S3:

S5: Yeah. I don't like to go there after it rains , because , you know , it's a little so dirty yellow.

S3: More funky than your music.

S5: A little too funky for us. For me.

S3:

S5: And the music absolutely influences you'll hear even now on mainstream radio , you know , influences from previous decades. And so people really flock to that , especially hearing this big raw sound like we heard in the studio just now , having an eight piece band. You know , the power of it is just unmatched.

S3: It is unmatched. And I'm going to ask you to do it again. Sure.

S2: Sure.

S3: You're going to be doing another sure. Fire Soul ensemble tune off their debut album called Stolen Atoms. Wow.

S2: Wow.

UU: Wow , wow. Wow. Wow , wow. Wow. One. One.

S2: Why ? Why ? Why , why ? 1010101.

UU: I am. House. Wow. Wow , wow. I want to know why. One.

S2: One.

UU: We ? I want. Wow. Wow.

S3: Thank you again that was stolen Adams by the sure fire sale ensemble. And sitting down with me again Tim Felton and Jesse Idolo.

S5: Sometimes I'll get an email from Tim saying , Hey , I have this idea for a track. I recorded a little something. Can you put some horns on top of that ? There's a few of our newer tracks and our next album is going to come out with tracks like that. So it's it's a mix process kind of.

S3: No sound , no singer. That's a conscious decision to do. Yeah.

S2: Yeah.

S3:

S5: We've heard we've rehearsed with with one. And we'll probably get her in doing a few cover songs first and then , you know , maybe write some songs. And I also like I've liked hip hop for a long time , so maybe work with some some emcee vocalists as well.

S3: Your first album was released earlier this year , got an extra special good status from City B.

S5: I think it was a long time coming , actually. The band had been together for quite a while and and the public , our fans were kind of demanding something solid , you know. So coming out with that album was really a great stepping stone and it gave us a lot of forward momentum going into the next coming on. And we're already thinking ahead to the two that.

S3:

S5: Explore other genres like reggae , even slower tempo tunes , different instrumentations , a little more , like I said , experimentation.

S3: Tim You know , I started this out saying that you and I have worked together and I'm just wondering , what do you get out of the music ? Music is your first love , obviously.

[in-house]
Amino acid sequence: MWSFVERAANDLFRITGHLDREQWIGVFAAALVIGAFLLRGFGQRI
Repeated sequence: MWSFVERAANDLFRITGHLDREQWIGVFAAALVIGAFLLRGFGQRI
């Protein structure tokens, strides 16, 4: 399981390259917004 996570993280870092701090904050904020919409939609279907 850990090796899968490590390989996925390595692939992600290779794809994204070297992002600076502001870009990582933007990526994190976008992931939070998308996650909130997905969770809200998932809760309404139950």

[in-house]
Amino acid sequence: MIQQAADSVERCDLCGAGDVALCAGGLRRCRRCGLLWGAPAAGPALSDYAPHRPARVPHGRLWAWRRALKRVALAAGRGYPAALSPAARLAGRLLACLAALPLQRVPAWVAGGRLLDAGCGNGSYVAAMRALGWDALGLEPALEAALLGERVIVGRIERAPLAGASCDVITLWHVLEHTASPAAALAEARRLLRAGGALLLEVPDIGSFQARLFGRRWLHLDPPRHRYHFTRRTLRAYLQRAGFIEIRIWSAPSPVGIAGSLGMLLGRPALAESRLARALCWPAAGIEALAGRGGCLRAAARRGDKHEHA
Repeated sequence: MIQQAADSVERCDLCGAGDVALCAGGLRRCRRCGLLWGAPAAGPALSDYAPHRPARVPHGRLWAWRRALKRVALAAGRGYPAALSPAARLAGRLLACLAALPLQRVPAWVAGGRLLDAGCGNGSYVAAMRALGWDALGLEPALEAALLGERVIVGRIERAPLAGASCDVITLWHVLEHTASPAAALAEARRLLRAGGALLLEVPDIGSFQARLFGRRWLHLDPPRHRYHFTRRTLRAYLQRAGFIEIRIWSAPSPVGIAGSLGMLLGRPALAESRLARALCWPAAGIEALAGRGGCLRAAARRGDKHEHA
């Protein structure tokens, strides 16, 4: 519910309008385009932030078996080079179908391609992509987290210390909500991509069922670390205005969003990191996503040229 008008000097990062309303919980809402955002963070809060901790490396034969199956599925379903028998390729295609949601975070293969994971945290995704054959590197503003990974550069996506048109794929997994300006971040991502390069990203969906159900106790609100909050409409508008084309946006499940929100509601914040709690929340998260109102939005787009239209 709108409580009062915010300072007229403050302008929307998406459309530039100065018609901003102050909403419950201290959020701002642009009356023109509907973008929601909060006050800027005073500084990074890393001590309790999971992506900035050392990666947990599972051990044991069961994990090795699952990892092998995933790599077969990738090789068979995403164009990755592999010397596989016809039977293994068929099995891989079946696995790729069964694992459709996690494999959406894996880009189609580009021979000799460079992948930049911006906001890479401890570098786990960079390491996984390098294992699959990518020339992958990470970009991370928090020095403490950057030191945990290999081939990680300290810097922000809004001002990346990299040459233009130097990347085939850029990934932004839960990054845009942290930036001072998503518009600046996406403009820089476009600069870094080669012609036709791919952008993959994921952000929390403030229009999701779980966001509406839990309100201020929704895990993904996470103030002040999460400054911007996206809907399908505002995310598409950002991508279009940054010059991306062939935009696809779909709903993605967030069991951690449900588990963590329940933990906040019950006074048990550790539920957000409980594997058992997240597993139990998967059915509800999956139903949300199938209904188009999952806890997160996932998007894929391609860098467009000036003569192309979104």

S5: It's like having a big family when you when you get all in a in a van and you're traveling to San Francisco or wherever you're going , it's just it's just a lot of fun and , you know , just great times.

S3: Great times , good times. Well , it was good times having you here. You're leaving us with a final tune called The Hunt. Thanks to Tim Felton , Jesse Ighodalo and all the members of the band. Once again , this is the Sure Fire's Soul Ensemble. A Sure Fire solar ensemble will be performing next Tuesday , June 30th at The Hideout on El Cajon Boulevard. Or you can catch them on the first Saturday of every month at seven Grand in North Park. Be sure to watch KPBS Evening Edition at five and again at 630 tonight on KPBS television. Join us again tomorrow for discussions on Midday Edition right here on KPBS FM. I'm Maureen CAVANAUGH. Thank you for listening.

UU: One day. Wow. Wow , wow , wow. Wow. Wow.

S2: Wow. Wow , wow. Wow.

UU: Wow. Wow. Wow , wow. One more. Wow.

S2: Wow. Wow.

UU: Wow. Wow. Wow. Wow.

S1: Thanks for listening to the KPBS summer music series. John Decker is Interim Associate General Manager of Content. Lisa Jane Morissette , operations manager. And Megan Burke is senior producer. To catch a new episode every two weeks , subscribe wherever you get podcasts and for performance videos and more great artists. Visit KPBS Dawgs Summer Music Series. I'm Kurt Cobain.

S2: I was. Wow. Wow , wow , wow. Wow. Wow , wow , wow.

Saxophone player, flutist and vocalist Karl Denson tours regularly with The Rolling Stones, has collaborated with Lenny Kravitz, has album credits with The Allman Brothers, Slightly Stoopid, and Blackalicious — to name a few — and on top of all that leads his own band, Karl Denson’s Tiny Universe. His 2019 album “Gnomes and Badgers,” is a multi-genre dance party with a message.

Then, from James Brown inspired in-the-pocket funk and soul, to foot stomping blues, and the spontaneous spirit of jazz, Sure Fire Soul Ensemble may not be your typical San Diego band, but they’re all about San Diego. Just check out the names of a few their songs: "IB strutting," "Strollin' Adams," and “City Heights” — the Sure Fire Soul Ensemble play the sound of San Diego Diego in a way that you might never have heard it before, with a little more soul and a lot more funk.

Credits: Produced and hosted by Kurt Kohnen, Jade Hindmon, and Maureen Cavanaugh. Megan Burke is senior producer.